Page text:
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Is Iran launching a Cyber warfare against the U.S.?

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Qassem Soleimani, the head of Revolutionary Guard Corps (IRGC) Quds Force, was killed on January 3rd in an U.S. airstrike. International leaders are now calling for restraint as Iran-U.S. tensions escalate.

 

62 year old General Soleimani was the second most powerful figure in Iran, behind Supreme Leader Ayatollah Ali Khamenei. He spearheaded Iran’s Middle East operations as head of the elite Quds Force. The US branded the commander and the Quds Force terrorists, holding them responsible for the deaths of hundreds of US personnel.

 

Escalating tensions between the U.S. and Iran could lead to a different kind of war, one where Iran might use cyber warfare to retaliate in the wake of the U.S. killing one of Iran’s top commanders.

 

They will want real blood–in addition Iran is probably more cyber vulnerable but it will play a part of their longer term response, possibly as a voluntary proxy for Russia. It will be a decisive act to send a clear message to the U.S. that Iran will not stand back and do nothing and is likely to be spectator in nature.

 

President Trump on the other hand has warned that the US is “targeting” 52 Iranian sites and will strike “very fast and very hard” if Tehran attacks Americans or US assets.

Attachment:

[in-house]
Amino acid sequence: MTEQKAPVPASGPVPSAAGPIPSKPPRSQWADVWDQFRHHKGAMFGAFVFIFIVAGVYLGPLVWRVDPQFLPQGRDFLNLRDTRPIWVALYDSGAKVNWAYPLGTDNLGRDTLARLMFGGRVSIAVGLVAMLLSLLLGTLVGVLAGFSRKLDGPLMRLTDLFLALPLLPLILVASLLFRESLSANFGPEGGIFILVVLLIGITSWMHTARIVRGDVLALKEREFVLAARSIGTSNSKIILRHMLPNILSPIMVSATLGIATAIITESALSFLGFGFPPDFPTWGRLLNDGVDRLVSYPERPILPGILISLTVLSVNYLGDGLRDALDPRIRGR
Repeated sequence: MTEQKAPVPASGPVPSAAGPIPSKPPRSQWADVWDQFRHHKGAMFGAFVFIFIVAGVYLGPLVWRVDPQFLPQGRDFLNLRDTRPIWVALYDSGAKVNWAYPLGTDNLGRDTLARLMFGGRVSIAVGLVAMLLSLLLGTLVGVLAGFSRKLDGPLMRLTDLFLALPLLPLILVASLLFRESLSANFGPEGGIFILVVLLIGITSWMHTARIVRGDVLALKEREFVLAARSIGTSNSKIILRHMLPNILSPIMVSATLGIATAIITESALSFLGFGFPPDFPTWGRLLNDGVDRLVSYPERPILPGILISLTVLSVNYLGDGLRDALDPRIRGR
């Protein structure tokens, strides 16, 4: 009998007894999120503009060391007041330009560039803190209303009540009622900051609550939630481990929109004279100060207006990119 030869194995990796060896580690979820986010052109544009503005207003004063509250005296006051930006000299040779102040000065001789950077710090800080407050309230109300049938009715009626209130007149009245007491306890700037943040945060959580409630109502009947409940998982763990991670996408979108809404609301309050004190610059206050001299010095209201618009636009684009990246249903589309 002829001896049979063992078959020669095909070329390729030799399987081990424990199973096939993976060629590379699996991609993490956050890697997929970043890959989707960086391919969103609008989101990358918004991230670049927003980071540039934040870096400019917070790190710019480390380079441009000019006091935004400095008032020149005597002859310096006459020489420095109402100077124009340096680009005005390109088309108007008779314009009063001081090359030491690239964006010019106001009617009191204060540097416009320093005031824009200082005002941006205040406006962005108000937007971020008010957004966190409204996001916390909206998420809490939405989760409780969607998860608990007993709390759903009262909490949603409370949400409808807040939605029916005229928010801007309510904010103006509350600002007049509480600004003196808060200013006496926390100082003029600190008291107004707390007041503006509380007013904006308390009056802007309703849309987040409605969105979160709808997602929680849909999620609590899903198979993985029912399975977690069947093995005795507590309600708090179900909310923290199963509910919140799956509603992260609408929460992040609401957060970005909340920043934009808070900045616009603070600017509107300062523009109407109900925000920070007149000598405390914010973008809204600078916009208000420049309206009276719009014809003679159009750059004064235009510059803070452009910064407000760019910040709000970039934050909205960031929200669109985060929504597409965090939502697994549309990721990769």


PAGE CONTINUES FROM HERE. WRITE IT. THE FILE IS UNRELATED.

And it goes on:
The president said the targets represented 52 Americans who were held hostage in Iran for more than a year from late 1979 after they were taken from the US embassy in Tehran.

 

“The current situation with Iran is of great concern, because they have previously conducted widespread cyber-attacks on American businesses in response to U.S. government action,” Reginald Hyde, a cyber security expert said.

 

Shortly after the president’s tweets were posted, the website of a US government agency appeared to have been hacked by a group calling itself “Iran Cyber Security Group Hackers”. A message on the American Federal Depository Library Programme site read: “This is a message from the Islamic Republic of Iran”.

 

“Cyber is certainly an option, and it’s a viable and a likely one for Iran,” says Ariane Tabatabai, a political scientist at the RAND think tank who focuses on Iran.

 

Hyde says an attack could start out as a simple phishing attempt and lead to something bigger.

 

“That can open the door to other more sophisticated technology coming in and allowing an attack or two to control one’s computer to get any control of a computer network,” Hyde said.

 

Several years ago, a joint U.S – Israeli operation sent a computer virus to a uranium enrichment facility in Iran which crippled the country’s nuclear efforts. Since then, experts say Iran has been ramping up its cyber-attack capabilities.

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